Confidence among households with a mortgage has dropped almost 10 per cent in the past month due to concerns the central bank will start raising the cash interest rate earlier than expected.

The overall Westpac-Melbourne Institute consumer sentiment index fell by 0.9 per cent to 95.8 points in April and its lowest level since September 2020, when COVID-19 pandemic fears were dominating.

An index below 100 indicates there were more pessimistic respondents in the monthly survey than optimists – a negative for future household spending.

Confidence amongst respondents with a mortgage fell by 9.2 per cent in April, while 70 per cent of consumers expect interest rates to rise in the next 12 months, up from 67 per cent last month.

The proportion of consumers expecting rates to increase by more than one percentage point from from 30 per cent in March to 36 per cent in April.

Westpac brought forward its forecast for the first Reserve Bank of Australia rate rise to June, following last week’s RBA board meeting.

“Once the tightening cycle begins, we expect a series of rate hikes in most months in 2022,” Westpac chief economist Bill Evans said.

“Further increases can be expected in the first half of 2023 as wage pressures threaten the outlook for inflation. We expect the cash rate to peak around two per cent in the cycle by June next year.”

Credit reporting agency CreditorWatch believes interest rates and inflation pose the biggest risk to the business outlook, warning of increased insolvencies in the short to medium term.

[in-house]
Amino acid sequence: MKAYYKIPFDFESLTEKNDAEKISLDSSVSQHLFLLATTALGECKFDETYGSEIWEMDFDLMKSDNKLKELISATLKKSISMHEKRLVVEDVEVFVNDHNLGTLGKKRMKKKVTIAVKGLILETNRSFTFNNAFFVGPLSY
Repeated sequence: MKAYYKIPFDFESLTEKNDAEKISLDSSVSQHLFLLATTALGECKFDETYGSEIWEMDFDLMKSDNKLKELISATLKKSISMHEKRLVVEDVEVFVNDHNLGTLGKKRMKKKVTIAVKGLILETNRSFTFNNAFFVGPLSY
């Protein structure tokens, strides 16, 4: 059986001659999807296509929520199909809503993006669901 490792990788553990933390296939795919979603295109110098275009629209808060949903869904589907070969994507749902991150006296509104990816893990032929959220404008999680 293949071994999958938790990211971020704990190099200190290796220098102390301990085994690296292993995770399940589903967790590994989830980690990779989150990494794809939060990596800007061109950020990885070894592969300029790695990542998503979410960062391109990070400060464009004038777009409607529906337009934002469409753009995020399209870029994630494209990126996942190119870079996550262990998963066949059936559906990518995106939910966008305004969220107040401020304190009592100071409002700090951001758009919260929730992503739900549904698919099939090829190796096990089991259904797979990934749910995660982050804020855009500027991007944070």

Releasing its monthly business risk report, it found court actions were at their highest since March 2021, while trade payment defaults are at their equal highest point since October 2020 – a leading indicator of rising insolvencies.

“I remain cautious about the timeframe for trade activity to return to pre-COVID levels,” CreditorWatch CEO Patrick Coghlan said.

“There is still so much uncertainty out there, and with inflation on the rise and interest rate increases looming, consumers may be reluctant to open their wallets too much.”

Other factors pointing to a bumpy economic outlook include COVID-related supply chain disruptions, labour shortages, fuel price rises and the impact of the floods along the east coast of Australia.

CreditorWatch believes the probability of default in the hospitality industry increased in March given it depends on discretionary spending, which is expected to suffer at the hand of rising inflation and interest rates.

Among the regions, flood-affected Lismore unsurprisingly showed a greater risk of default, although remains well below the national average.

Meanwhile, the online platform SEEK has seen a record run of job advertisements extended by another month.

But in a further sign of a tightening labour market, such demand for staff is not translating into applications.

In March, jobs ads rose by a further five per cent to the highest level in SEEK’s 25-year history, after record numbers in January and February.

Jobs ads were 32.2 per cent higher than a year earlier.

Also, for the first time, there was a record level of jobs ads in every state and territory in March.

“This makes for an increasingly tight job market,” SEEK ANZ managing director Kendra Banks said.

“While interest among candidates remains consistent, as indicated by candidate visits to site staying strong, the low levels of applications per ad are not matching the persistent demand for talent.”

Applications per job ad decreased 4.5 per cent in March.


Colin Brinsden, AAP Economics and Business Correspondent
(Australian Associated Press)